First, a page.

The range of frequencies that are used for transmitting a signal without being substantially attenuated is called the bandwidth. It is calculated as the difference between the highest and the lowest frequencies. It is expressed in Hertz (Hz).
For example, if the minimum frequency is 100 Hz and the maximum frequency is 1000 Hz, the bandwidth will be 900 Hz.
The bandwidth of a transmission medium is the frequency width of the medium and is dependent upon its physical characteristics like thickness, material, length etc. For example, the bandwidth of a coaxial cable is 750 MHz ( MegaHertz).
Baseband transmissions are those requiring low – pass channels, i.e. the frequency range starts from 0. The bandwidth of a baseband channel is simply its maximum frequency.
Bandpass is an electronic filter that allows frequencies within a particular range to pass through it, while screening out other frequencies. The output of a bandpass filter is a passband signal.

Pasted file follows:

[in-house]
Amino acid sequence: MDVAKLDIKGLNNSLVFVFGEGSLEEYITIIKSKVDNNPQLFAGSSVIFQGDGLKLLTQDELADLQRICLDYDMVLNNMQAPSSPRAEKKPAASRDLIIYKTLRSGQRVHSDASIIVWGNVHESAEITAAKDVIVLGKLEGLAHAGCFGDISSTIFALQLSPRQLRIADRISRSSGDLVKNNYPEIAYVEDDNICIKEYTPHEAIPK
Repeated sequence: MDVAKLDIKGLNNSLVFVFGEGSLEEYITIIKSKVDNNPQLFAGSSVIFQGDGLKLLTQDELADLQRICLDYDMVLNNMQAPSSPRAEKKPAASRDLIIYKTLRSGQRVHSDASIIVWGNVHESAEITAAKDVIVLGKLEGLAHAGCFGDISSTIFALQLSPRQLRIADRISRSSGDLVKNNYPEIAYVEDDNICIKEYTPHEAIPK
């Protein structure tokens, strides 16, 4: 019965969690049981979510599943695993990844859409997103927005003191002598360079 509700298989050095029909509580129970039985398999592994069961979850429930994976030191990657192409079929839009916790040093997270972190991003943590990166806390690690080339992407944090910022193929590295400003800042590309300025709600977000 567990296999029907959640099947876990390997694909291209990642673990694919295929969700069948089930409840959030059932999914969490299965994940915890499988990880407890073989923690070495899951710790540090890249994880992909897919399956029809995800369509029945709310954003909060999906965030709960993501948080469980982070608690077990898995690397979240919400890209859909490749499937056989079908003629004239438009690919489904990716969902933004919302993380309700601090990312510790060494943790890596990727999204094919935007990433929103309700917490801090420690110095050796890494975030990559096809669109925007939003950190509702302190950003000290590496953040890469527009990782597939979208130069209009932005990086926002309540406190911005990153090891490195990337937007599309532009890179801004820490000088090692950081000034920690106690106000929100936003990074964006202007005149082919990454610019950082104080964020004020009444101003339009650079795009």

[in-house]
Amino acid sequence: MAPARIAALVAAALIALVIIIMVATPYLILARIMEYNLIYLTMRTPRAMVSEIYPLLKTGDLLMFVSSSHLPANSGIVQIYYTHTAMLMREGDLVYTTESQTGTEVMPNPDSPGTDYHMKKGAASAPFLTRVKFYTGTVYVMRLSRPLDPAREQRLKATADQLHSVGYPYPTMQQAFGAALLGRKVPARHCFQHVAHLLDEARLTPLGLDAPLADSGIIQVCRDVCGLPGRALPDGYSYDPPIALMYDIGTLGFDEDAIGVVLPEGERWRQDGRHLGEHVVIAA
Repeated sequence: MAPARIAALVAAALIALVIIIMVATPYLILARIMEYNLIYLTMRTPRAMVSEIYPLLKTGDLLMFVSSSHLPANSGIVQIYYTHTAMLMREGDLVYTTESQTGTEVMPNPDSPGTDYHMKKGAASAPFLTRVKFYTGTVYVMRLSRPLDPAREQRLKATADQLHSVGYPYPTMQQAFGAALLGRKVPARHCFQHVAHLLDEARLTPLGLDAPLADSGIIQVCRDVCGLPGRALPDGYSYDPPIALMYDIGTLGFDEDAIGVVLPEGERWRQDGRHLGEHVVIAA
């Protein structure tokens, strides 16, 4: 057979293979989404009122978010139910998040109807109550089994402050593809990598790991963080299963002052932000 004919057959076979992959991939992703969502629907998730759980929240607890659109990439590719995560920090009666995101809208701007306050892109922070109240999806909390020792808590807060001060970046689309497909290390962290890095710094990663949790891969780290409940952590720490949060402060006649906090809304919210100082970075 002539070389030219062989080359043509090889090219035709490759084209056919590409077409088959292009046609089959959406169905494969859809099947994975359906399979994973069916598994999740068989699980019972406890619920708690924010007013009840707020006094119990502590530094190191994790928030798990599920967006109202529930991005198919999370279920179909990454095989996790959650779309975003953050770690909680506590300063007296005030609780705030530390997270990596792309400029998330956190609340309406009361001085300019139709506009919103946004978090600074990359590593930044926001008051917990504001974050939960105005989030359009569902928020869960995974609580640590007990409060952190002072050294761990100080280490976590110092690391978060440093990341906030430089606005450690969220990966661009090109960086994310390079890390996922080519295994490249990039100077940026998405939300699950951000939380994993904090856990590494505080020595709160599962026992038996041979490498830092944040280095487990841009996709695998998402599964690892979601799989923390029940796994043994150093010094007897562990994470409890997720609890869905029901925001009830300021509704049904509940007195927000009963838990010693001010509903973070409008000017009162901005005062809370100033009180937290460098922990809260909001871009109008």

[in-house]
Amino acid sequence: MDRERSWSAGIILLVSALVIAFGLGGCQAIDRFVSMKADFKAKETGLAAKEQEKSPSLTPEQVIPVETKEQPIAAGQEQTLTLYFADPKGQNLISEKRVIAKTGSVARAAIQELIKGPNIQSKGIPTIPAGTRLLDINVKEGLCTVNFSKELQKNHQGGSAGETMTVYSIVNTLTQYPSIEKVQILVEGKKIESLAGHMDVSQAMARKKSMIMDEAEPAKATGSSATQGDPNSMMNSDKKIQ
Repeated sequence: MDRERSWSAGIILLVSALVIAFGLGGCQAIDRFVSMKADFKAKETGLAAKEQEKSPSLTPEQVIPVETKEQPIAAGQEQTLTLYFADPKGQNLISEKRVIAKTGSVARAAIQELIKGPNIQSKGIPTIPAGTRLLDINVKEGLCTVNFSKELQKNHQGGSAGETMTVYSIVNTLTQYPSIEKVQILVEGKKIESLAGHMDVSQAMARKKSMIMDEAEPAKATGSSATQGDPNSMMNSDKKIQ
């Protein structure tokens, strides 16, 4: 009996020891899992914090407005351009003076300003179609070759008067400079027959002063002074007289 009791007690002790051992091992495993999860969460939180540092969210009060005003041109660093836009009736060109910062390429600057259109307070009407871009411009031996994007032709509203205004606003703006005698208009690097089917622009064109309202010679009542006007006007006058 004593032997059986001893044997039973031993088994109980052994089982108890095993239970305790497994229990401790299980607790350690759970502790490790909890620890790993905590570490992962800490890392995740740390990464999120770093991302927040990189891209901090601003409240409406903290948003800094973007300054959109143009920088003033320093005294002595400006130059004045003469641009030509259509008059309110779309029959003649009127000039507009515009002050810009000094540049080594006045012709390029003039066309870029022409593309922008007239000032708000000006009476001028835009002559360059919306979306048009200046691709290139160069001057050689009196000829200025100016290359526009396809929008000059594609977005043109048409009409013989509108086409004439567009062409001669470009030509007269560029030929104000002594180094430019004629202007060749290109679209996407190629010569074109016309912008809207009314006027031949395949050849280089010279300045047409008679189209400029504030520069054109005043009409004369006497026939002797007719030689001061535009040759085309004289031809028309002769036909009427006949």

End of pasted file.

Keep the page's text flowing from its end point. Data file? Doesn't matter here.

A signal is called bandwidth – limited or simply band-limited when the amplitude of the spectrum goes to zero whenever its frequency crosses the allowable limits. Thus, its Fourier transform is non-zero only for a finite frequency interval. A band-limited signal is represented by a finite number of harmonics.
In most applications, an analog signal is sampled, converted to digital form on which operations are performed, which is finally reconstructed to analog form. For data communications, a signal, which is to be transmitted, has an infinite number of terms in its Fourier transform. However, when this signal needs to be transmitted through a channel of fixed bandwidth, band-limiting is required. It can be observed that among the infinite Fourier components, only the first few terms (harmonics) suffice to reconstruct the signal. So, if the bandwidth of the channel permits these harmonics to be transmitted, then the original signal can be reconstructed with sufficient accuracy.
Limiting the bandwidth of a signal will limit the data rate, even if the channel is perfect with very less noise. A solution is to use coding schemes with different voltage levels.